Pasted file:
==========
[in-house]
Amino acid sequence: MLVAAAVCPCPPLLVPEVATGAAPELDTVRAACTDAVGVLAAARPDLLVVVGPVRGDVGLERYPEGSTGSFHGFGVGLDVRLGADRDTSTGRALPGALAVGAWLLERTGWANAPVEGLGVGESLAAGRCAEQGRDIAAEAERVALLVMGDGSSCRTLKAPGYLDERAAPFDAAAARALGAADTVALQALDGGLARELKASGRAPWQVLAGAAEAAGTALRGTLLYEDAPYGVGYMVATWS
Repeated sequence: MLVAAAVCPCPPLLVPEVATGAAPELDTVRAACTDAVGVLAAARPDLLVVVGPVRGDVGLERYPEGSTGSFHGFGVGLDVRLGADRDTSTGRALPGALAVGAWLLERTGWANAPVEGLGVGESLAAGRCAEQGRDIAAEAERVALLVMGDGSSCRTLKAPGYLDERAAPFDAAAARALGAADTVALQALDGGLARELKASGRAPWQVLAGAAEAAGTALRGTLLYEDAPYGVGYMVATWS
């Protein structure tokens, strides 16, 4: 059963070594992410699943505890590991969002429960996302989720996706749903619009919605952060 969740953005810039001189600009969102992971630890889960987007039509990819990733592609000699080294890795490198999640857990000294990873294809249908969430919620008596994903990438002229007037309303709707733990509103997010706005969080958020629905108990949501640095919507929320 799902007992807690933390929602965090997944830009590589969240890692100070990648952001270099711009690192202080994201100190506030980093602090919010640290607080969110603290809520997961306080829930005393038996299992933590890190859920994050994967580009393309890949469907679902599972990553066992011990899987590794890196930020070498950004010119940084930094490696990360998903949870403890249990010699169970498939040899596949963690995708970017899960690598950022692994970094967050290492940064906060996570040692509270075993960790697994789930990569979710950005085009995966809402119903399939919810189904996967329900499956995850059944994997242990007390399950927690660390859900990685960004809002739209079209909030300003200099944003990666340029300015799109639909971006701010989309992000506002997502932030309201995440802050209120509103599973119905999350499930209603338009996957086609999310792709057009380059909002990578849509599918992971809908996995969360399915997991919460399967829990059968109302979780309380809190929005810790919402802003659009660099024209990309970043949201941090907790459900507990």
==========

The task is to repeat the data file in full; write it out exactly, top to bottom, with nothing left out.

[in-house]
Amino acid sequence: MLVAAAVCPCPPLLVPEVATGAAPELDTVRAACTDAVGVLAAARPDLLVVVGPVRGDVGLERYPEGSTGSFHGFGVGLDVRLGADRDTSTGRALPGALAVGAWLLERTGWANAPVEGLGVGESLAAGRCAEQGRDIAAEAERVALLVMGDGSSCRTLKAPGYLDERAAPFDAAAARALGAADTVALQALDGGLARELKASGRAPWQVLAGAAEAAGTALRGTLLYEDAPYGVGYMVATWS
Repeated sequence: MLVAAAVCPCPPLLVPEVATGAAPELDTVRAACTDAVGVLAAARPDLLVVVGPVRGDVGLERYPEGSTGSFHGFGVGLDVRLGADRDTSTGRALPGALAVGAWLLERTGWANAPVEGLGVGESLAAGRCAEQGRDIAAEAERVALLVMGDGSSCRTLKAPGYLDERAAPFDAAAARALGAADTVALQALDGGLARELKASGRAPWQVLAGAAEAAGTALRGTLLYEDAPYGVGYMVATWS
């Protein structure tokens, strides 16, 4: 059963070594992410699943505890590991969002429960996302989720996706749903619009919605952060 969740953005810039001189600009969102992971630890889960987007039509990819990733592609000699080294890795490198999640857990000294990873294809249908969430919620008596994903990438002229007037309303709707733990509103997010706005969080958020629905108990949501640095919507929320 799902007992807690933390929602965090997944830009590589969240890692100070990648952001270099711009690192202080994201100190506030980093602090919010640290607080969110603290809520997961306080829930005393038996299992933590890190859920994050994967580009393309890949469907679902599972990553066992011990899987590794890196930020070498950004010119940084930094490696990360998903949870403890249990010699169970498939040899596949963690995708970017899960690598950022692994970094967050290492940064906060996570040692509270075993960790697994789930990569979710950005085009995966809402119903399939919810189904996967329900499956995850059944994997242990007390399950927690660390859900990685960004809002739209079209909030300003200099944003990666340029300015799109639909971006701010989309992000506002997502932030309201995440802050209120509103599973119905999350499930209603338009996957086609999310792709057009380059909002990578849509599918992971809908996995969360399915997991919460399967829990059968109302979780309380809190929005810790919402802003659009660099024209990309970043949201941090907790459900507990």